Cholesterol and Antioxidant Treatment in Patients With Smith-Lemli-Opitz Syndrome (SLOS)

  • End date
    Dec 23, 2025
  • participants needed
  • sponsor
    University of Colorado, Denver
Updated on 23 March 2022
cholesterol level


Patients with biochemically confirmed SLOS are being treated with cholesterol supplementation and antioxidant medication. They are carefully monitored with visits to clinic, laboratory testing including cholesterol and 7-dehydrocholesterol levels, vitamin levels, blood counts and liver and kidney function. On a serial basis, no more often than once a year, the patients undergo a series of tests under anesthesia, including electroretinogram (ERG), brainstem audiometry (ABR), and ophthalmologic exam under anesthesia to follow pigmentary retinopathy.


Smith-Lemli-Opitz Syndrome (SLOS) is an autosomal recessive disorder caused by a metabolic error in the final step of cholesterol biosynthesis, leading to cholesterol deficiency and accumulation of the cholesterol precursor, 7-dehydrocholesterol.Patients with SLOS display complex medical problems including growth failure, intellectual disability, behavioral disorders, progressive retinal dystrophy, hearing loss and photosensitivity. Dr Elias was one of the original geneticists who discovered the cause of this disorder in 1994, and ever since has been treating SLOS patients with cholesterol supplementation. In 2008, a second medication called AquADEKS, a mixture of vitamins and other compounds with antioxidant properties was added to the treatment regimen. AquADEKS has since been replaced with a comparable medication named DEKAS plus.The purpose of the DEKAS plus is to allow treatment with antioxidant medications in an effort to prevent retinal degeneration, hearing and skin problems associated with SLOS.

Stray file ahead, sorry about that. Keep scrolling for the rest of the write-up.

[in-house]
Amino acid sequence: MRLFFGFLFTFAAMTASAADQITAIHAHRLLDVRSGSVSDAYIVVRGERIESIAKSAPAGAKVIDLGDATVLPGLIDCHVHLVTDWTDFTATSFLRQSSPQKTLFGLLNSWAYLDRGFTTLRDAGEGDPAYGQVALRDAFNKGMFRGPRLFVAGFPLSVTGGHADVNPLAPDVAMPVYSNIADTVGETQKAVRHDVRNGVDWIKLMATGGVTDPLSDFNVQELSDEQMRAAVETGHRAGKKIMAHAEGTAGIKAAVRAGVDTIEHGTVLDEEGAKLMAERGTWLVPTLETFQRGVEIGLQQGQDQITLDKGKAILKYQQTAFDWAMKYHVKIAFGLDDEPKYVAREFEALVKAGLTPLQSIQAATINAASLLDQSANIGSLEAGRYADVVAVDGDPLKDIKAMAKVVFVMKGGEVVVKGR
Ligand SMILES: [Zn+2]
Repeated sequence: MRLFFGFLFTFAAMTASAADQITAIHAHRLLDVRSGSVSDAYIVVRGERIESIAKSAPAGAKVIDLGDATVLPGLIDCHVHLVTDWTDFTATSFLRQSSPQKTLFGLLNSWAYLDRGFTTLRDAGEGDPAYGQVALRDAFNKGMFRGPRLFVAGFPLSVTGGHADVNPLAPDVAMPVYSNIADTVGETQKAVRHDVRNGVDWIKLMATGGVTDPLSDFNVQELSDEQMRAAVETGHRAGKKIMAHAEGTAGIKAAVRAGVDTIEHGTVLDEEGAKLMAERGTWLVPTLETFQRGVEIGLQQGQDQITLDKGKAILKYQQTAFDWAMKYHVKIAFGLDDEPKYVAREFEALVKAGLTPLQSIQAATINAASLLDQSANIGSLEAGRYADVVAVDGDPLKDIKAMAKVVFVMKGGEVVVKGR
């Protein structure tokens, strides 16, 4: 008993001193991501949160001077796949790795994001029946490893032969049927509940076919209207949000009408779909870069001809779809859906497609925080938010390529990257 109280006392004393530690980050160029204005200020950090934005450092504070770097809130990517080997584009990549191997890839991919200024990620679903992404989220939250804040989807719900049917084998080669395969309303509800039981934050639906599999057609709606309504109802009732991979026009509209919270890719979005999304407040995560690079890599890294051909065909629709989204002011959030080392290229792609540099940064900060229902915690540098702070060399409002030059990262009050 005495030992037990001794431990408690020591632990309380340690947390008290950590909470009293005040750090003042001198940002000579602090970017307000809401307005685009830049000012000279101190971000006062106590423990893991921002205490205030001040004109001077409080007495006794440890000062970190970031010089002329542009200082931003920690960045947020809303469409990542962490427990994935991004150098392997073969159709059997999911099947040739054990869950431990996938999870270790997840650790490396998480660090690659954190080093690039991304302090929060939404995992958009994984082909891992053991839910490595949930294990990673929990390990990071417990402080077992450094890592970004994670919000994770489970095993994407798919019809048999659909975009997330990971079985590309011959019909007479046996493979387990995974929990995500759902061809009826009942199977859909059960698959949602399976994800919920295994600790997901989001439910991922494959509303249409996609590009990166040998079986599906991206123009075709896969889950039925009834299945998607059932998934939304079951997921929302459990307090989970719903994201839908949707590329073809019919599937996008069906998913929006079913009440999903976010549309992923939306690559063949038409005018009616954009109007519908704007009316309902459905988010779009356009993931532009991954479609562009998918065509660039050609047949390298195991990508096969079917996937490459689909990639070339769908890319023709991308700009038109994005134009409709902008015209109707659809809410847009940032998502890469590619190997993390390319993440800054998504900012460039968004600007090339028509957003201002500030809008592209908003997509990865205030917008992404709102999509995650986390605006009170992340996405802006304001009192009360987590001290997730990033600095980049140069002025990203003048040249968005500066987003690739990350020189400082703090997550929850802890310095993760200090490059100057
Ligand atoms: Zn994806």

This protocol has been approved by the Colorado Multiple Institutional Review Board and supported by the Clinical Translational Research Center (CTRC) since 2001. The following updated information is available about the protocol:

  1. Research has revealed that oxysterols are toxic compounds made from the cholesterol precursor, 7-dehydrocholesterol. These oxysterol compounds are severely neurotoxic and toxic to the retina, and treatment with antioxidants may help lower their levels, resulting in slowing of retinal deterioration. Testing of oxysterol levels in patients with SLOS is now ongoing, in collaboration with a laboratory at University of Washington in Seattle (Dr Libin Xu). It is hoped that testing of oxysterol levels in blood may help provide more updated info to help guide treatment.

Condition Smith-Lemli-Opitz Syndrome, Cone-Rod Dystrophy, Hearing Loss
Treatment Antioxidants, Cholesterol, Cholesterol
Clinical Study IdentifierNCT01773278
SponsorUniversity of Colorado, Denver
Last Modified on23 March 2022


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Inclusion Criteria

Clinical diagnosis of Smith-Lemli-Opitz Syndrome
Elevated levels of 7-dehydrocholesterol and 8-dehydrocholesterol
Must be able to travel to Children's Hospital Colorado annually
Must have insurance coverage for ERG/ABR studies

Exclusion Criteria

absence of detectable 7-dehydrocholesterol/8-dehydrocholesterol
allergy to Antioxidant medication
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